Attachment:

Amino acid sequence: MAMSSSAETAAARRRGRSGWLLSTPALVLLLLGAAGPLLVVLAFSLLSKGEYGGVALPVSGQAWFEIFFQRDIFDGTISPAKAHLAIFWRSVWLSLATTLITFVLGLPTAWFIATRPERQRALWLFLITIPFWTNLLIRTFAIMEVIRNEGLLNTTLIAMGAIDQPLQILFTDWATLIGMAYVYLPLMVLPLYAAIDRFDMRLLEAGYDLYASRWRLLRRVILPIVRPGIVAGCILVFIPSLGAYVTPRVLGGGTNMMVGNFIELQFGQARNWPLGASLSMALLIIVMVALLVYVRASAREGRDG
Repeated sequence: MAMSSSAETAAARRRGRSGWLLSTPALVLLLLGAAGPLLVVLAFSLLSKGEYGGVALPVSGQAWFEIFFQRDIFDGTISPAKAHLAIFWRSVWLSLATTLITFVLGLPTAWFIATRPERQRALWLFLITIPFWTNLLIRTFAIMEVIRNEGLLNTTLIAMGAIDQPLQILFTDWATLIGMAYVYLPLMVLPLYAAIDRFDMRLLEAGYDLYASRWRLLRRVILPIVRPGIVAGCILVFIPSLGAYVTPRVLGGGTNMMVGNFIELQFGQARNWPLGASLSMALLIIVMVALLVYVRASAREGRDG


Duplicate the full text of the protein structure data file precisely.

Amino acid sequence: MAMSSSAETAAARRRGRSGWLLSTPALVLLLLGAAGPLLVVLAFSLLSKGEYGGVALPVSGQAWFEIFFQRDIFDGTISPAKAHLAIFWRSVWLSLATTLITFVLGLPTAWFIATRPERQRALWLFLITIPFWTNLLIRTFAIMEVIRNEGLLNTTLIAMGAIDQPLQILFTDWATLIGMAYVYLPLMVLPLYAAIDRFDMRLLEAGYDLYASRWRLLRRVILPIVRPGIVAGCILVFIPSLGAYVTPRVLGGGTNMMVGNFIELQFGQARNWPLGASLSMALLIIVMVALLVYVRASAREGRDG
Repeated sequence: MAMSSSAETAAARRRGRSGWLLSTPALVLLLLGAAGPLLVVLAFSLLSKGEYGGVALPVSGQAWFEIFFQRDIFDGTISPAKAHLAIFWRSVWLSLATTLITFVLGLPTAWFIATRPERQRALWLFLITIPFWTNLLIRTFAIMEVIRNEGLLNTTLIAMGAIDQPLQILFTDWATLIGMAYVYLPLMVLPLYAAIDRFDMRLLEAGYDLYASRWRLLRRVILPIVRPGIVAGCILVFIPSLGAYVTPRVLGGGTNMMVGNFIELQFGQARNWPLGASLSMALLIIVMVALLVYVRASAREGRDG